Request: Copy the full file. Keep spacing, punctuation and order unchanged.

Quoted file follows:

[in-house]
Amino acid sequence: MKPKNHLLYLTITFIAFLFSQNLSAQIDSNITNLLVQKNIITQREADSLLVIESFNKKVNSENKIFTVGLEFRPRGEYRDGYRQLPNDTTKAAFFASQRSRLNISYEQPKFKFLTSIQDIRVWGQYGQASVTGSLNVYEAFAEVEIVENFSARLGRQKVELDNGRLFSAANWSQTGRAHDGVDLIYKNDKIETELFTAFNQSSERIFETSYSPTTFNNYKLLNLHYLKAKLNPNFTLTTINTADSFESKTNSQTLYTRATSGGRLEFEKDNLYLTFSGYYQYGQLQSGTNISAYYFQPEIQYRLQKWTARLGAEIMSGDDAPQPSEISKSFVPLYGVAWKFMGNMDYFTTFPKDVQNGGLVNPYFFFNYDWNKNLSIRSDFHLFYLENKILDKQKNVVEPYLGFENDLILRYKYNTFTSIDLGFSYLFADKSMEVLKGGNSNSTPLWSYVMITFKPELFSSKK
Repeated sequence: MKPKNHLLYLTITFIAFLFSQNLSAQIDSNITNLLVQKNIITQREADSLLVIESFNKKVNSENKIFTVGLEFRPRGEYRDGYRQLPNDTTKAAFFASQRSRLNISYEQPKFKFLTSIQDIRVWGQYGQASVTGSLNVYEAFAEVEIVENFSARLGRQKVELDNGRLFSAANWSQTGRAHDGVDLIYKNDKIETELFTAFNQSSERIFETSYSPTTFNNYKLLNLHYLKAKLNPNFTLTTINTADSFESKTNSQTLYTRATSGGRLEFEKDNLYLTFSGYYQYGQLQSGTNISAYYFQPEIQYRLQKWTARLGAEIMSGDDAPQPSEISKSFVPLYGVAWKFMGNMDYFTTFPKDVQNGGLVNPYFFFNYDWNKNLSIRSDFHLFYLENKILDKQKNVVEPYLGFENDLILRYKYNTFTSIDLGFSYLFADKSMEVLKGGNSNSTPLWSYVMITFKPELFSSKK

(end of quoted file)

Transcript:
[in-house]
Amino acid sequence: MKPKNHLLYLTITFIAFLFSQNLSAQIDSNITNLLVQKNIITQREADSLLVIESFNKKVNSENKIFTVGLEFRPRGEYRDGYRQLPNDTTKAAFFASQRSRLNISYEQPKFKFLTSIQDIRVWGQYGQASVTGSLNVYEAFAEVEIVENFSARLGRQKVELDNGRLFSAANWSQTGRAHDGVDLIYKNDKIETELFTAFNQSSERIFETSYSPTTFNNYKLLNLHYLKAKLNPNFTLTTINTADSFESKTNSQTLYTRATSGGRLEFEKDNLYLTFSGYYQYGQLQSGTNISAYYFQPEIQYRLQKWTARLGAEIMSGDDAPQPSEISKSFVPLYGVAWKFMGNMDYFTTFPKDVQNGGLVNPYFFFNYDWNKNLSIRSDFHLFYLENKILDKQKNVVEPYLGFENDLILRYKYNTFTSIDLGFSYLFADKSMEVLKGGNSNSTPLWSYVMITFKPELFSSKK
Repeated sequence: MKPKNHLLYLTITFIAFLFSQNLSAQIDSNITNLLVQKNIITQREADSLLVIESFNKKVNSENKIFTVGLEFRPRGEYRDGYRQLPNDTTKAAFFASQRSRLNISYEQPKFKFLTSIQDIRVWGQYGQASVTGSLNVYEAFAEVEIVENFSARLGRQKVELDNGRLFSAANWSQTGRAHDGVDLIYKNDKIETELFTAFNQSSERIFETSYSPTTFNNYKLLNLHYLKAKLNPNFTLTTINTADSFESKTNSQTLYTRATSGGRLEFEKDNLYLTFSGYYQYGQLQSGTNISAYYFQPEIQYRLQKWTARLGAEIMSGDDAPQPSEISKSFVPLYGVAWKFMGNMDYFTTFPKDVQNGGLVNPYFFFNYDWNKNLSIRSDFHLFYLENKILDKQKNVVEPYLGFENDLILRYKYNTFTSIDLGFSYLFADKSMEVLKGGNSNSTPLWSYVMITFKPELFSSKK